College Career

In order to stay close to home, Johnson enrolled at Michigan State University in East Lansing, turning down offers from UCLA and Indiana. As a freshman, Johnson averaged 17 points, 7.9 rebounds and 7.4 assists per game, leading Michigan State to a Big Ten Conference title. With a 25-5 record, it was the first time the Spartans won more than 20 games in school history. Michigan State made the NCAA Tournament but bowed out in the Elite Eight to the eventual national champion, Kentucky. The following season, Johnson put up similar statistics (17.1 ppg, 7.3 rbg, 8.4 apg) but was able to lead the Spartans to the NCAA Championship, defeating Indiana State and soon-to-be rival, Larry Bird. The game drew a 24.1 rating on NBC, the highest rating for a college basketball game, with the Spartans defeating the Sycamores 75-64. Johnson was voted as the Most Outstanding Player of the Final Four. After two seasons at Michigan State, Johnson declared himself for the 1979 NBA Draft.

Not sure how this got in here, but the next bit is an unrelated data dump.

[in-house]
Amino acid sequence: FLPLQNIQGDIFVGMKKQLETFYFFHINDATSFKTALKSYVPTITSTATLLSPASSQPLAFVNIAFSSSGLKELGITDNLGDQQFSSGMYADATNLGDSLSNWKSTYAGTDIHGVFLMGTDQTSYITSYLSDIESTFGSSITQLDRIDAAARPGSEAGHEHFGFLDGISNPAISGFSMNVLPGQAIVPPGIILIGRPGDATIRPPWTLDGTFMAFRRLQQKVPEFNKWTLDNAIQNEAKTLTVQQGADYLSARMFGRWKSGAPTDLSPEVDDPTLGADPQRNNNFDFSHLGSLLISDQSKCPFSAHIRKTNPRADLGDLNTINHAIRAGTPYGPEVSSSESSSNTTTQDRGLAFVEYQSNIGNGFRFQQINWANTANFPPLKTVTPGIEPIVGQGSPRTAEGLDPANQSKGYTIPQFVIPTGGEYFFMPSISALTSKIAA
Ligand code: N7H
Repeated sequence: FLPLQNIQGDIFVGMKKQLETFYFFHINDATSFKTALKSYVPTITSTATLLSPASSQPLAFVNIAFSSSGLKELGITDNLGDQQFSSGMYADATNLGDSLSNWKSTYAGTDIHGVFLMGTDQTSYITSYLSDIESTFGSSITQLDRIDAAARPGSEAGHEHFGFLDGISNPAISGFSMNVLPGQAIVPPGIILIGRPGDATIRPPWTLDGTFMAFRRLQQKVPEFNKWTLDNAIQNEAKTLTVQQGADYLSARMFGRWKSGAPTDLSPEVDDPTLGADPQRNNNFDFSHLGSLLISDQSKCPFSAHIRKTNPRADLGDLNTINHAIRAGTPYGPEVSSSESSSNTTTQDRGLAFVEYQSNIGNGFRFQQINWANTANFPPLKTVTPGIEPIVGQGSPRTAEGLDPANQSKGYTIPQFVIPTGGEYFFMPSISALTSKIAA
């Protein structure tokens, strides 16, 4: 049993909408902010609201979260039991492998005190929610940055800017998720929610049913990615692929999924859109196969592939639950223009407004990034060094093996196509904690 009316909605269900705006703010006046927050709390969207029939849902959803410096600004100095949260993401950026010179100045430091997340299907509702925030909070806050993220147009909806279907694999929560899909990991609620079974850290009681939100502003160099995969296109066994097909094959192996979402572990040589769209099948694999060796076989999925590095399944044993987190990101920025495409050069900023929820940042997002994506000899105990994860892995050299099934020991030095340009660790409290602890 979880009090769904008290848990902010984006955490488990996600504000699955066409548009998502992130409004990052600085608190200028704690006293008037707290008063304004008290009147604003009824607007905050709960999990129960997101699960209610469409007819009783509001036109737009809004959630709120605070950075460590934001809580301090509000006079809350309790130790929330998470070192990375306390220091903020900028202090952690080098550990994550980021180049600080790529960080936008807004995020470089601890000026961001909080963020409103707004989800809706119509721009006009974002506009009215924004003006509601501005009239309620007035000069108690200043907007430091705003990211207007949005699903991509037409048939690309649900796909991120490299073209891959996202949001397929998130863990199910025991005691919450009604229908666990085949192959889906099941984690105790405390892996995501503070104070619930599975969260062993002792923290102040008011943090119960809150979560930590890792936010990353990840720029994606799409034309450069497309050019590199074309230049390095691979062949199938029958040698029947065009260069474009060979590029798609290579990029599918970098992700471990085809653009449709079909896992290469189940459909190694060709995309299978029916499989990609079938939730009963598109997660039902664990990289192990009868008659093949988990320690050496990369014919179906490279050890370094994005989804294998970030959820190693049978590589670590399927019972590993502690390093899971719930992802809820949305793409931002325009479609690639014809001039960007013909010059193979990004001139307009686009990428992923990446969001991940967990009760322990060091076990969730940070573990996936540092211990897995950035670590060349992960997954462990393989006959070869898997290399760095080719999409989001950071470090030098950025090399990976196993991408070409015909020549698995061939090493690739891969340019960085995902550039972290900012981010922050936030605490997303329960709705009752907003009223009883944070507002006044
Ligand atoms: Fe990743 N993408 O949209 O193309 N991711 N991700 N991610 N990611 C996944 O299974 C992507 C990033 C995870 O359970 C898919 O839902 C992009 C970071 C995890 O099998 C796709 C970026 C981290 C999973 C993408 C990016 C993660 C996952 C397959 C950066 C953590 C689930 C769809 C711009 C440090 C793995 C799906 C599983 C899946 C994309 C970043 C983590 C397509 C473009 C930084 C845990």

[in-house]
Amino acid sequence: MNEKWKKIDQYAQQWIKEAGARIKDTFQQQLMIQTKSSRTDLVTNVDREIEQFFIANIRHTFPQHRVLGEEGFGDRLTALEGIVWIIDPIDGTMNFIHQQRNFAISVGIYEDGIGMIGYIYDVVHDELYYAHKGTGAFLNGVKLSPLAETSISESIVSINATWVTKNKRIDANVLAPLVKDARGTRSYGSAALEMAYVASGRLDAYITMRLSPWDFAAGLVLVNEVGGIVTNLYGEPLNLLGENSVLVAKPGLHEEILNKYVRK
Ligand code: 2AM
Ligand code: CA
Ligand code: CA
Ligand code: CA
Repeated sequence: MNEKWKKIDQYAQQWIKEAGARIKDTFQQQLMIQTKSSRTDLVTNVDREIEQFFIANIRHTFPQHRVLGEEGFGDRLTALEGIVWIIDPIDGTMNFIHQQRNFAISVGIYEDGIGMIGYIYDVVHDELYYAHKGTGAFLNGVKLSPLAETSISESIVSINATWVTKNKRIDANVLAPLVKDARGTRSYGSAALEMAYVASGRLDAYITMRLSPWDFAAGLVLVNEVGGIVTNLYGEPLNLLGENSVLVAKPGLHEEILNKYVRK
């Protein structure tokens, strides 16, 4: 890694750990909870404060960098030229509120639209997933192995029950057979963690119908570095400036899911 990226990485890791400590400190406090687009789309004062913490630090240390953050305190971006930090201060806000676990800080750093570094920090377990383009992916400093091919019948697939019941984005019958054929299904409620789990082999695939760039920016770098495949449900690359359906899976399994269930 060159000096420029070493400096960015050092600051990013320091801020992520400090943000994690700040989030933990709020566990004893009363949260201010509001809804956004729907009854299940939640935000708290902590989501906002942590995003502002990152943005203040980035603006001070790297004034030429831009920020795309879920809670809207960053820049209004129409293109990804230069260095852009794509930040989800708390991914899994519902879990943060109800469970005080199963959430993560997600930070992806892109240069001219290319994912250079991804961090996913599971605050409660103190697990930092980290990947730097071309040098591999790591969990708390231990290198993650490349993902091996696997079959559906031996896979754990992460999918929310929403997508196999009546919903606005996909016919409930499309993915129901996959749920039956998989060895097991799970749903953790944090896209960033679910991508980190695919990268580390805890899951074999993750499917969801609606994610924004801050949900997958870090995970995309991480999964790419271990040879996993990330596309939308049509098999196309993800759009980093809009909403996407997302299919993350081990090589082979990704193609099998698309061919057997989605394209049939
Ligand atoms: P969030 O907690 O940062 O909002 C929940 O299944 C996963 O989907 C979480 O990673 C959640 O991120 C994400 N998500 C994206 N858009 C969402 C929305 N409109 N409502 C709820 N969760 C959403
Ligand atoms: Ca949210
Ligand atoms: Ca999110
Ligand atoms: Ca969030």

Professional Career

The Los Angeles Lakers selected Johnson with the first overall pick in the 1979 NBA Draft, acquiring the pick three years earlier from the Utah Jazz in a trade for Gail Goodrich. Johnson hit the court running as a rookie, earning a nod as a starter in the NBA All-Star Game and was a selection on the NBA All-Rookie Team. Despite averaging 18.0 points, 7.7 rebounds and 7.3 assists per game, the NBA Rookie of the Year award went to former Indiana State rival Larry Bird, who was drafted by the Boston Celtics.